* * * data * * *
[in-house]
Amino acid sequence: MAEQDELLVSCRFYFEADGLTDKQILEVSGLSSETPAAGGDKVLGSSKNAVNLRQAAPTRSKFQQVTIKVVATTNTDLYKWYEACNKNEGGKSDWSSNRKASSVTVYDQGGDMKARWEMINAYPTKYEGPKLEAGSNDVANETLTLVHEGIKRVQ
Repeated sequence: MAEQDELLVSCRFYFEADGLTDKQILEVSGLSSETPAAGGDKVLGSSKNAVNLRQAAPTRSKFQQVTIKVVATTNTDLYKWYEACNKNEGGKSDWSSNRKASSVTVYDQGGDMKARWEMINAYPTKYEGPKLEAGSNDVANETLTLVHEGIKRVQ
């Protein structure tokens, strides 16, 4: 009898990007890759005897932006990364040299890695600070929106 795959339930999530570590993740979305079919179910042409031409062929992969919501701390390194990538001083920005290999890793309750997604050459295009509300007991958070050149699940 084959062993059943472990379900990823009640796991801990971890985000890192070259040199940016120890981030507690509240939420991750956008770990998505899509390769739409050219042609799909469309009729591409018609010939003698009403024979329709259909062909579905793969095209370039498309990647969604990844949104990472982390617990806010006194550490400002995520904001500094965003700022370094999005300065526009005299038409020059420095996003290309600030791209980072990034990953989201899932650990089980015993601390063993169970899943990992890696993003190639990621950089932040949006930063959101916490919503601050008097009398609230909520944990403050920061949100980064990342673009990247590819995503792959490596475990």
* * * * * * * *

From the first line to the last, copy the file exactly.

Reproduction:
[in-house]
Amino acid sequence: MAEQDELLVSCRFYFEADGLTDKQILEVSGLSSETPAAGGDKVLGSSKNAVNLRQAAPTRSKFQQVTIKVVATTNTDLYKWYEACNKNEGGKSDWSSNRKASSVTVYDQGGDMKARWEMINAYPTKYEGPKLEAGSNDVANETLTLVHEGIKRVQ
Repeated sequence: MAEQDELLVSCRFYFEADGLTDKQILEVSGLSSETPAAGGDKVLGSSKNAVNLRQAAPTRSKFQQVTIKVVATTNTDLYKWYEACNKNEGGKSDWSSNRKASSVTVYDQGGDMKARWEMINAYPTKYEGPKLEAGSNDVANETLTLVHEGIKRVQ
């Protein structure tokens, strides 16, 4: 009898990007890759005897932006990364040299890695600070929106 795959339930999530570590993740979305079919179910042409031409062929992969919501701390390194990538001083920005290999890793309750997604050459295009509300007991958070050149699940 084959062993059943472990379900990823009640796991801990971890985000890192070259040199940016120890981030507690509240939420991750956008770990998505899509390769739409050219042609799909469309009729591409018609010939003698009403024979329709259909062909579905793969095209370039498309990647969604990844949104990472982390617990806010006194550490400002995520904001500094965003700022370094999005300065526009005299038409020059420095996003290309600030791209980072990034990953989201899932650990089980015993601390063993169970899943990992890696993003190639990621950089932040949006930063959101916490919503601050008097009398609230909520944990403050920061949100980064990342673009990247590819995503792959490596475990």